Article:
Five tips for achieving personal and business happiness

Career Lessons

Five tips for achieving personal and business happiness.

By Toni Tantlinger

One bit of conventional wisdom has it that to achieve success people must take a nose-to-grindstone, burn-the-midnight-oil approach.

But that’s the wrong way to look at things, says Scott MacDonald, a seasoned CEO and author of Saving Investa: How An Ex-Factory Worker Helped Save One of Australia’s Iconic Companies.

“Hard work absolutely is important, but I’ve met plenty of people who worked hard and never made much money or achieved satisfactory career objectives,” he says. “Working hard is just one part of the equation for success. You also need to be organized, plan, work smart, and choose to focus your effort where there’s reward.”

From his decades of experience, Scott says he learned numerous lessons that helped him achieve both career success and personal happiness. Here are just five of those lessons:

Don’t expect anyone to give you anything. In grade school and junior high, Scott earned money by doing yard work for neighbors, handling a paper route, and washing dishes at his junior high school. As a teenager, he bagged groceries, stocked shelves in a pharmacy, and worked in a fiberglass factory. “If you want something, work for it,” Scott says. “You will appreciate it more and not be indebted to anyone.”

You make your own luck. Former University of Texas football coach Darrell Royal was fond of saying, “Luck is what happens when preparation meets opportunity.” Scott agrees. “Nothing in my life that I can think of has been the result of luck,” he says.

Losers have the best excuses. Winners find ways to succeed despite the many roadblocks and unexpected difficulties they encounter. People who are unsuccessful reach for excuses. “Whenever things go wrong, and things always go wrong at some point, look in the mirror for answers,” Scott says. “Successful people focus on what they can do to respond to setbacks and don’t waste time playing a blame game or feeling sorry for themselves.”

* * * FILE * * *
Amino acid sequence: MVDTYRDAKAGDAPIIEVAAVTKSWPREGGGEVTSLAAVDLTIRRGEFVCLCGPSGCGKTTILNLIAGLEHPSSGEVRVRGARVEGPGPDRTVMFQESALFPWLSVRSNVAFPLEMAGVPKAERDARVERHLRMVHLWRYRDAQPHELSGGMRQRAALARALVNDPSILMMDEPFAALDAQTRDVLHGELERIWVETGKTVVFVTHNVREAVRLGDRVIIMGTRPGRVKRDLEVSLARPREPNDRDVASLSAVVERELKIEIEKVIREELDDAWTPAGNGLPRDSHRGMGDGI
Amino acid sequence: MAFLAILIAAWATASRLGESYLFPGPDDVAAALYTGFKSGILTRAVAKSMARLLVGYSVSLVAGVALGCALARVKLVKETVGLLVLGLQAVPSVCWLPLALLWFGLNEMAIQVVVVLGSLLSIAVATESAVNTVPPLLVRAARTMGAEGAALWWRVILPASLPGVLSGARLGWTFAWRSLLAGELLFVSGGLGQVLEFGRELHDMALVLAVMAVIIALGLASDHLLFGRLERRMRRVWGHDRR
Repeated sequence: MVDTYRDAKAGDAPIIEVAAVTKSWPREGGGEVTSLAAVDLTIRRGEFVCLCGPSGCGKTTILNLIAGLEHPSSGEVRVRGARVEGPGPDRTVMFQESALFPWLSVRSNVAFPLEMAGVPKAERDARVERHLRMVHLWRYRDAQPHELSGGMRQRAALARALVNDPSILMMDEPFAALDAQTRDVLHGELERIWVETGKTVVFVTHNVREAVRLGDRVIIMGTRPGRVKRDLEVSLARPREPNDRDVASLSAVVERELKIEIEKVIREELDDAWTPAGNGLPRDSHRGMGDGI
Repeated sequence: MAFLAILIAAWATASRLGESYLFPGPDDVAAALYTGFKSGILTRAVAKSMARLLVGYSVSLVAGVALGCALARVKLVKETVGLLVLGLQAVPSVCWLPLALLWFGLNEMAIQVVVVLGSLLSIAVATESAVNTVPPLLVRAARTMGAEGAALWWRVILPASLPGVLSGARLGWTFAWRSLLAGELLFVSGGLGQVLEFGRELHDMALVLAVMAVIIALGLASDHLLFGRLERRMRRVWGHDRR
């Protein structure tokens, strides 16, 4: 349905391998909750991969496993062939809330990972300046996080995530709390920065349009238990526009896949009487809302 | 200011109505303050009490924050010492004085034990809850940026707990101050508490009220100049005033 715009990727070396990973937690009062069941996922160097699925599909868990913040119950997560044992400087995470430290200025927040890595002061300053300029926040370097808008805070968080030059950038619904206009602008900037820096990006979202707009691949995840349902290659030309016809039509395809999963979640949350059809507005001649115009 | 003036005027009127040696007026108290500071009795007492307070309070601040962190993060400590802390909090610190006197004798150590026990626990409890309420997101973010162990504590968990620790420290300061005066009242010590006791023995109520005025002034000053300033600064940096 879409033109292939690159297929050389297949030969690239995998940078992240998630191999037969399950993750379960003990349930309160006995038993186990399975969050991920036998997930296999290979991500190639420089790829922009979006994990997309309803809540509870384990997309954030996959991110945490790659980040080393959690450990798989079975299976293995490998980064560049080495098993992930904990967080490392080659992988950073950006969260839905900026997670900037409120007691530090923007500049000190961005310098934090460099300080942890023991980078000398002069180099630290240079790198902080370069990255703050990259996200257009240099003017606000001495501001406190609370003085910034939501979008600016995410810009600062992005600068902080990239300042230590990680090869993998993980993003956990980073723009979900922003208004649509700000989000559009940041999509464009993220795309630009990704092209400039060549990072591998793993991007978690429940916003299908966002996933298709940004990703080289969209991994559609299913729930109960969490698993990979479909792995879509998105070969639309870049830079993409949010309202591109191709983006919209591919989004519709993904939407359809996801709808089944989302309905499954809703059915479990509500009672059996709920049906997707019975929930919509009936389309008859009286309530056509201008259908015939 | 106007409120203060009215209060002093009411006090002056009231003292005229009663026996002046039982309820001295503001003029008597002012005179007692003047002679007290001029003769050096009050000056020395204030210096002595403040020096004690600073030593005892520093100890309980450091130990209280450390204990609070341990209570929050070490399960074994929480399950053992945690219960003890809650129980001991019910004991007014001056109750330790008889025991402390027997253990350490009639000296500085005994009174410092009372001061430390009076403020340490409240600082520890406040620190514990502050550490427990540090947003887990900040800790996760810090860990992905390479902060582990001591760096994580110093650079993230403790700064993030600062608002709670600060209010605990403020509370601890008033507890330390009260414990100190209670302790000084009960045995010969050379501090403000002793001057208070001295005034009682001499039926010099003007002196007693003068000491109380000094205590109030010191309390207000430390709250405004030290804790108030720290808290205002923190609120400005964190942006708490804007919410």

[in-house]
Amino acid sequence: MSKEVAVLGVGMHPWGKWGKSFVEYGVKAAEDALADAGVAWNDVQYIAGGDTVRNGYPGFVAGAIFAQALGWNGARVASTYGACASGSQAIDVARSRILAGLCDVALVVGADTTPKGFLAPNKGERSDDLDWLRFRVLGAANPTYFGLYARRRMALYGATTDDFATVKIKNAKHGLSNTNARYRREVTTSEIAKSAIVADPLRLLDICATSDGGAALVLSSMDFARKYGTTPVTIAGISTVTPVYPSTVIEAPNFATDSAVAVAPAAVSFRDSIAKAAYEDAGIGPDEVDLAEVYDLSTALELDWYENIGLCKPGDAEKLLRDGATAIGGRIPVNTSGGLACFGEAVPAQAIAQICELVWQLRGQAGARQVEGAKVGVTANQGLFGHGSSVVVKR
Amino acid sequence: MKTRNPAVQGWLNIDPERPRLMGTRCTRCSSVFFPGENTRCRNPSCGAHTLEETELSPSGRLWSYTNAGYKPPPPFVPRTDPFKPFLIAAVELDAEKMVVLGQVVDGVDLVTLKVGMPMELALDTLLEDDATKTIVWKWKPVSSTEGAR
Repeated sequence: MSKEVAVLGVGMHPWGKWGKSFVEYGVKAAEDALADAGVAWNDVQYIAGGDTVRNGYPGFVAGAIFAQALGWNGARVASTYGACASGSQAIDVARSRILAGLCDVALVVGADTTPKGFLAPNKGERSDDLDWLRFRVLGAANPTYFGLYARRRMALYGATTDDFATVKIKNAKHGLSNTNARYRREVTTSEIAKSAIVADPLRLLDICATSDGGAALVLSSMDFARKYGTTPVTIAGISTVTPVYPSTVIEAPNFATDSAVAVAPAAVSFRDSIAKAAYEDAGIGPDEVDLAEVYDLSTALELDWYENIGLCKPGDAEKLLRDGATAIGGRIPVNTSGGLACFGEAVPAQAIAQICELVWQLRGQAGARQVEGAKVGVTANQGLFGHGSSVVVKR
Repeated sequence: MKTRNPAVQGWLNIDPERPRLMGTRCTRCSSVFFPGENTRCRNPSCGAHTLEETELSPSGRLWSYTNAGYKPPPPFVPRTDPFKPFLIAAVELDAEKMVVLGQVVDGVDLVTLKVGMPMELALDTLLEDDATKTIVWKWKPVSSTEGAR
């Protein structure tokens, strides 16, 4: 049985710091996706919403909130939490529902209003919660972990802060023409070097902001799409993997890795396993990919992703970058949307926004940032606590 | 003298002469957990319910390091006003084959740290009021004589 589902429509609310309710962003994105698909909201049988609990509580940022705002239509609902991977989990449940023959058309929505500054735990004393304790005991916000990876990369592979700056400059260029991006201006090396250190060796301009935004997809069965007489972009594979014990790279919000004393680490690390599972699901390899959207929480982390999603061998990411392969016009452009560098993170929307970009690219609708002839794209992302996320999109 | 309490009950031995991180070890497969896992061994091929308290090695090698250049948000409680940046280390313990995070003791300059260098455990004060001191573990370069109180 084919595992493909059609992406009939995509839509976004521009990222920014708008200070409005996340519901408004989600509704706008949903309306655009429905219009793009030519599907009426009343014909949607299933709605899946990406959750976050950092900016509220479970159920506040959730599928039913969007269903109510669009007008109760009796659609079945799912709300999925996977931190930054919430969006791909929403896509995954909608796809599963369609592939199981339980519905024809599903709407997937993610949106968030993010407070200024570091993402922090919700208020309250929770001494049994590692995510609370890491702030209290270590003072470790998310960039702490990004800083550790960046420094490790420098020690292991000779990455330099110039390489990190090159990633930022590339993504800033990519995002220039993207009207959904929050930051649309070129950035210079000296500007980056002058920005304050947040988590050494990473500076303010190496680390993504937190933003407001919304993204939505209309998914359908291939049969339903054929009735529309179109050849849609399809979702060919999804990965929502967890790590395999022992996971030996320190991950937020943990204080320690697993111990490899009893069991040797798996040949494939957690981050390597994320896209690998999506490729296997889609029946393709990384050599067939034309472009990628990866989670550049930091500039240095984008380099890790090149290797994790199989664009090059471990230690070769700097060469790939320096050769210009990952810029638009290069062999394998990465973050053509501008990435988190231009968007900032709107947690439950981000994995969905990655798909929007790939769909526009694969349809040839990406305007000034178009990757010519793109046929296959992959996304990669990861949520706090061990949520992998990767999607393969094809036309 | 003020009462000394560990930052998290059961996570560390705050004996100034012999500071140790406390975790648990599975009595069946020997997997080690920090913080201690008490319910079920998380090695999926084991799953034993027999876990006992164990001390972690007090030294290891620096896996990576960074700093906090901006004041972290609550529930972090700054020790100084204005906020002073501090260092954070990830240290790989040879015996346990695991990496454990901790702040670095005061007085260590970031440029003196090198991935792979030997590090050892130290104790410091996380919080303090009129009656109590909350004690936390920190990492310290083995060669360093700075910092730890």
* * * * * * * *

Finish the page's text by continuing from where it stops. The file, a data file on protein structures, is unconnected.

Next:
Players score points, but teams win games. To be successful, any organization must have a culture of teamwork. Individual stars need to be supportive of the team concept, or those individuals should be moved on.

Life is too short to deal with “jerks.” No matter how important the project, if someone can’t deal with you professionally and ethically, just pass on the deal and move on.

Ultimately, people can moan about how unfair the world is, he says, but all that griping won’t get them anywhere. “There’s no doubt that the competitive work environment places huge pressures on your time and energy,” Scott says. “But the quicker you understand that you’re responsible for your own destiny, the happier you’re going to be.”


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